Given the market's malaise Tuesday morning, I'd be accused of piling on if I offered more bearish tidings. So to avoid that 15-yard penalty, here's something intended to be uplifting.
After nearly three months of being "mainly neutral" in the market, Tobias Levkovich, U.S. equity market strategist at Salomon Smith Barney, this morning announced he is "stepping up to a more bullish posture" as a "cyclical turn seems to be forthcoming."
Levkovich, who maintains a year-end target range of 1300 to 1350 for the
, admits there are risks associated with current earning estimates and the possibility of an energy shock due to geopolitical events. He also discussed how the "transition" from an environment of 20% to 25% returns in the late 1990s to one of more historically normal high single-digit gains will limit the market's upside potential, assuming -- of course -- we get back to that kind of normal environment.
But "things are beginning to look up" on the macroeconomic level, he commented, notably the upturn in new orders in the Institute for Supply Management's survey. That should translate into improvements on the micro (company) level in the coming months; "thus, we think investors will be rewarded by buying in now," he wrote.
The strategist eyed evidence of those micro-level improvements already occurring, including the following:
General Electric posted positive short cycle order growth number in December, the first increase in 13 months;
FedEx recently said it is experiencing "robust business" in its ground delivery business
Wabash National recently got a large trailer order and Greenbrier recently got a major railcar order;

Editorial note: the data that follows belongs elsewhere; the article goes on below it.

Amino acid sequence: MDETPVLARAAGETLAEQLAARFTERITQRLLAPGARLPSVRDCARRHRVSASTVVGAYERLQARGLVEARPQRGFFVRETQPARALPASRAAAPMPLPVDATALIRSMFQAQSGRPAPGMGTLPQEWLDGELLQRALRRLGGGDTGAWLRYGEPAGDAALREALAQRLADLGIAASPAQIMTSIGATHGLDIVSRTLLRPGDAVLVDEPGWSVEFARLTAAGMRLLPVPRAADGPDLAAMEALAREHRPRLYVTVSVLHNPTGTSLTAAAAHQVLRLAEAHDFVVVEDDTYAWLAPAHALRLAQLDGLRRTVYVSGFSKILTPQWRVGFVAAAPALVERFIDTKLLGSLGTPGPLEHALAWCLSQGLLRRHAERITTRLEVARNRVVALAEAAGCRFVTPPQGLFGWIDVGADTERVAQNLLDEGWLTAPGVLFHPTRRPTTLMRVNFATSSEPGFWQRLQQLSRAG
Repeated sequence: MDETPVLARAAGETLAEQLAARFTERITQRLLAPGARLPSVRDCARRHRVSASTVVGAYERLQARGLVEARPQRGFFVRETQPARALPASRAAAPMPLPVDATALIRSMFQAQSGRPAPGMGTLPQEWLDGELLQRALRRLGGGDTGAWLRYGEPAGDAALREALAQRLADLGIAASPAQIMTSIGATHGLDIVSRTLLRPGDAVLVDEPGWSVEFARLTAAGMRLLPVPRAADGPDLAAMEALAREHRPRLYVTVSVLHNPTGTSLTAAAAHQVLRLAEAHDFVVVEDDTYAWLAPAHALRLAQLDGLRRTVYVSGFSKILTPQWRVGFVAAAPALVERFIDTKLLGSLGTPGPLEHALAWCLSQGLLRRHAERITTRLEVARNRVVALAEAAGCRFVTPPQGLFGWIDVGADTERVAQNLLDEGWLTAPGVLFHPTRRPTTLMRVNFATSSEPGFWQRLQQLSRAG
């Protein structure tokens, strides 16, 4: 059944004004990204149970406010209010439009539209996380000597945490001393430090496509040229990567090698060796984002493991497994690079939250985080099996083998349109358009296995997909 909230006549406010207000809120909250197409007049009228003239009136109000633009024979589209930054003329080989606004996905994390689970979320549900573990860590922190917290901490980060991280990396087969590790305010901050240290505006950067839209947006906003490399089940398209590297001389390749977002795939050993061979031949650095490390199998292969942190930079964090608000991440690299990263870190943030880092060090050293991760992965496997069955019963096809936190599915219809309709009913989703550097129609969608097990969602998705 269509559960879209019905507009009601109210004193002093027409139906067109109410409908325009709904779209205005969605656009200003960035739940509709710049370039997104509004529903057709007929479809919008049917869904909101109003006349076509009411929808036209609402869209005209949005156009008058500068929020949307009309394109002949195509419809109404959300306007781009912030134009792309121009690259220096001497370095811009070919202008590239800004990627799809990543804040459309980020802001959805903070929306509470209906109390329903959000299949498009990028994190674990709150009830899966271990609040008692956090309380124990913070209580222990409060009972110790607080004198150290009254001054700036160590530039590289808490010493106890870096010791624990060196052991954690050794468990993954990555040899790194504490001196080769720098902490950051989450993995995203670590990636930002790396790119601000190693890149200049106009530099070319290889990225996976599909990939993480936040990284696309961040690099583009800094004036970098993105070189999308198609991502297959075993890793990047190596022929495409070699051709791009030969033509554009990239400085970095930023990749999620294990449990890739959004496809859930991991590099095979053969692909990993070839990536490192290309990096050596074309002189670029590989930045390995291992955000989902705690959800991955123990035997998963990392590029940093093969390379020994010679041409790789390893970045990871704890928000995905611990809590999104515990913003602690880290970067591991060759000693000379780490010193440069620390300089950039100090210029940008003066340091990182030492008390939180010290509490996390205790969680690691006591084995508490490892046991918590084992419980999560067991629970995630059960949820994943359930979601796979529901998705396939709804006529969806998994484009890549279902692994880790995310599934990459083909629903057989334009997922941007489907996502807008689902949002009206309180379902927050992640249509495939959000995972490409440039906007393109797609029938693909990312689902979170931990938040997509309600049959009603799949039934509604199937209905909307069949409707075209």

Applied Materials saw a slight increase in sequential orders;
Parker Hannifin showed "impressive gains" in North American industrial orders in March vs. a 31% decline in March 2001.
Levkovich also noted continued strength in retail sales and a survey from the National Federation of Independent Business showing an increase in hiring by small businesses in January.
Based on the above, the strategist raised industrials to overweight from market weight, lifted information technology to market weight from slight underweight, while remaining cautious on telecom equipment and Internet infrastructure stocks. He reduced consumer staples to slight underweight from market weight.
In terms of specific names, Levkovich added
Canadian National Railway
to Salomon's recommended list, while removing
Of the aforementioned, Salomon has done underwriting for Continental, Deere, and Parker Hannifin.
I suspect Levkovich believes he's being "contrarian" in making this bullish call (he wasn't available for additional comment), and he is -- relative to what's going on in the market itself. The problem is that he isn't exactly being a maverick when compared to his peer group.
Merrill Lynch chief U.S. strategist Richard Bernstein's monthly sell-side indicator -- which is based on the recommended allocation of Wall Street strategists -- rose to 69.1% in February from 68.5% in January.
"Wall Street strategists continue to believe that the current environment represents one of the best times to buy equities in the last 16 years, and remain unusually confident regarding the effectiveness of monetary and fiscal policy," wrote Bernstein, who is genuinely a contrarian with a recommended allocation of 50% stocks, 30% bonds and 20% cash. For purposes of comparison, Levkovich's recommendation is for 70% equities, 25% bonds and 5% cash.
The sell-side indicator comes out at the beginning of each month and if Levkovich's call and today's market action is any indication, it will show ever-increasing optimism in March. One thing that's become clear in the past few years is that the lower the market gets, the more optimistic Wall Street's strategists become.
Aaron L. Task writes daily for TheStreet.com. In keeping with TSC's editorial policy, he doesn't own or short individual stocks, although he owns stock in TheStreet.com. He also doesn't invest in hedge funds or other private investment partnerships. He invites you to send your feedback to
Aaron L. Task.